Huntsmen – American Scrap (Prosthetic Records, 23 February 2018)
“Storytelling is the great, albeit fading, American pastime. It predated writing and in many instances, was told in song. In modern times, many musicians have approached their music from a storytelling point of view: Dylan, Springsteen and Waits to name a few. Chicago’s Americana metal outfit, Huntsmen, are carrying the torch for heavy bands to be added to that list.”
So begins the press release for this band’s debut LP, which came out about a week ago. Bold words? Sure. A little presumptuous? Maybe. But the self-described Heavy Americana band caught my attention, and the fact that they were kicking off the Prosthetic Records release of American Scrap with a short excursion across the mid-west and mid-Atlantic with label-mates Livid (with whom our readers ought to already be familiar) especially got me to check out this album.
That tour actually wraps up tonight (Sunday, 4th March) — see the details listed way down below — but first let’s talk a little about the band and their songs …
Demon Eye – Prophecies and Lies (Soulseller Records, 11 August 2017 EU / 08 September 2017 NA)
Hey there, folks. Good afternoon/evening/whatever. Hope things are going well in your neck of the woods wherever that happens to be — sort of enjoying a lazy, quiet day here. Trying to get caught up on listening to stuff people have sent here, which is always an uphill battle. But then I noticed on my calendar that tonight, right here in Pittsburgh (specifically, at Howlers) local label Blackseed Records is putting on their Doom Over November show — with featured headliner Demon Eye, occult/traditional metal band from Raleigh, North Carolina. Recently I heard Prophecies and Lies, the group’s third album, which just came out in September via the Netherlands’ Soulseller Records (following an August release in Europe). Seemed like an ideal time to share some thoughts on the record with you folks …
Those answers can be found below, so go check them out. The tour continues TONIGHT (25 July) in Brooklyn, hitting stops in Connecticut, Maryland, and New York before closing out the week in Pittsburgh (Howlers in Bloomfield) on Saturday. Then starting next month, Mosley will be reintroducing himself all over the country — see the updated post for the latest dates (now running through November); at least a dozen more shows have been added since it was first published!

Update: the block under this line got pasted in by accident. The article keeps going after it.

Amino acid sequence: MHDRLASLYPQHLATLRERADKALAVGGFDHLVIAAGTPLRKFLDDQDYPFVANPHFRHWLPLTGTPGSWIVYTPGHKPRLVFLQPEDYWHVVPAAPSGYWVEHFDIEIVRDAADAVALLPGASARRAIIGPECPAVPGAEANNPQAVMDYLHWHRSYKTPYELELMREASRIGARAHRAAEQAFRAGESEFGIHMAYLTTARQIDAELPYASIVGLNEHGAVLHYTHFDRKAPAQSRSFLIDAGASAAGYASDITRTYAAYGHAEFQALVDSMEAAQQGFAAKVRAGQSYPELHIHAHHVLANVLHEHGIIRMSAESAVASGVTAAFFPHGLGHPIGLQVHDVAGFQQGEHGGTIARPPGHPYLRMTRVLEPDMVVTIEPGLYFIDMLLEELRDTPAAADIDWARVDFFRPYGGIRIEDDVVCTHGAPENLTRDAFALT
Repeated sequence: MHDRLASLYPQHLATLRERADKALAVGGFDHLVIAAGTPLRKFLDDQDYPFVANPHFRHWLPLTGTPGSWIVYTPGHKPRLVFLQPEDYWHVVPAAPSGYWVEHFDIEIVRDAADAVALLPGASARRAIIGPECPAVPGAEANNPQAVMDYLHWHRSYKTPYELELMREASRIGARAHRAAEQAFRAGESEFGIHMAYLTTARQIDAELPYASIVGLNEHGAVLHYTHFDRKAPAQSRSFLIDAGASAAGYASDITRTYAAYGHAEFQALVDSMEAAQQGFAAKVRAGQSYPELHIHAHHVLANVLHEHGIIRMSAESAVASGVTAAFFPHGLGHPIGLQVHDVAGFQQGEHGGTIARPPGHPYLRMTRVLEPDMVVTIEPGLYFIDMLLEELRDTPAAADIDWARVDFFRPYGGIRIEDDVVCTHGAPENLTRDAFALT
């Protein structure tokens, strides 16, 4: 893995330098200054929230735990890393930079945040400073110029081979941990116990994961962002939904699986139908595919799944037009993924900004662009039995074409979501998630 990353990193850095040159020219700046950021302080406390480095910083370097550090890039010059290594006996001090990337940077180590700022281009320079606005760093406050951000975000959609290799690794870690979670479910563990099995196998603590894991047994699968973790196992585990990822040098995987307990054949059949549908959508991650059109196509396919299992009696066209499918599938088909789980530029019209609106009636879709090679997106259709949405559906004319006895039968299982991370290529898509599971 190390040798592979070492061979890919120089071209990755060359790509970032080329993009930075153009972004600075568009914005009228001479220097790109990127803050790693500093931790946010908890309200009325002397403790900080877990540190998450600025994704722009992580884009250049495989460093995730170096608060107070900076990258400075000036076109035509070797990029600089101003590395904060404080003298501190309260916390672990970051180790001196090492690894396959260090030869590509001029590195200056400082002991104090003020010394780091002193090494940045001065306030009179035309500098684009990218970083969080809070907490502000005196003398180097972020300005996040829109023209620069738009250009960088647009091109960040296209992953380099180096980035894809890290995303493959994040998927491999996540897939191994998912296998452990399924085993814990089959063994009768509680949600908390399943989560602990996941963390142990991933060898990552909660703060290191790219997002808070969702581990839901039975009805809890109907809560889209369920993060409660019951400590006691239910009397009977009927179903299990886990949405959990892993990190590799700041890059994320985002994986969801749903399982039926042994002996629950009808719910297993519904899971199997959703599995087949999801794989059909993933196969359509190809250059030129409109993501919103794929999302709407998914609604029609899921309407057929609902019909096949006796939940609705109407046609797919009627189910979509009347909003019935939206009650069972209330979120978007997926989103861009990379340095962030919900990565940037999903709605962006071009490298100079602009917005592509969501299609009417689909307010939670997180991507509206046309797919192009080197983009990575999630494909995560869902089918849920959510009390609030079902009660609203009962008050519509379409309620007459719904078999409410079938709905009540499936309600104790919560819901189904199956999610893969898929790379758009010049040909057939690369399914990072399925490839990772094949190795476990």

I think it would be safe to say that it’s not a normal trend for bands to grow in popularity after a significant line-up change, especially when it comes to a shift in the role of lead vocalist. Even more rare would be the case where a band goes on to achieve a global level of mega-stardom, seemingly overnight, but it has happened a few times throughout music history. And each time, there are invariably legions of die-hard fans of the original configuration — armed with countless reasons why Killers or The Piper at the Gates of Dawn was the band’s crowning achievement.
And frankly, “it’s just a difference of opinion“; what rational basis for argument could there really be regarding one’s musical preferences? Likewise, any discussion of Faith No More will immediately attract somebody who asserts that band’s best output was on its first two albums — 1985’s We Care a Lot and 1987’s Introduce Yourself, and they will never tire of explaining why the vocalist of those early years, Chuck Mosley, was preferable in every way to his (now) more well-known successor.
While I won’t be taking this opportunity to weigh in definitively on that argument — my personal obsession with that band has always been based less on the vocals than on most of the other elements anyhow — I will certainly agree that the band’s current singer is generally overrated every bit as much as Mr. Mosley‘s earlier contributions are perpetually underrated. After all, there’s no way to deny the band’s gigantic breakout moment — the one thing your average person-on-the-street will likely remember about the band, if anything at all — was almost entirely based on the vocal performances of previous recordings, most particularly the band’s first semi-big hit single.
Anyway, all of this is actually leading up to a point, which is that Chuck Mosley, that much-beloved former Faith No More vocalist, who went on to front Bad Brains for a while in the early ’90s before venturing off as a solo artist (sometimes under his own name and sometimes in conjunction with his band V.U.A.) with works like Will Rap Over Hard Rock for Food and last year’s compendium Demos for Sale, now finds himself touring all across America — starting this weekend and lasting well past the end of the summer (at least)! Dozens of shows have already been announced, and I’ve got a listing of all the most current information right here. (And the official word is that there will be more announcements forthcoming, so keep checking back if you don’t see your city listed yet!)
Bereft – Lost Ages (Silent Pendulum Records, 18 November 2014)
Bereft – Lands (Prosthetic Records, 31 March 2017)
Hey folks! Just a quick heads-up: Madison, Wisconsin blackened doom band Bereft will be appearing in Pittsburgh tonight (05 April 2017) at Howlers! Also appearing will be Aseethe from Iowa and Cant from Pittsburgh, presented by Winterforge Productions — you can click here for all the details about that. But first, who the hell are Bereft? Well, I’m glad you asked. Step right this way …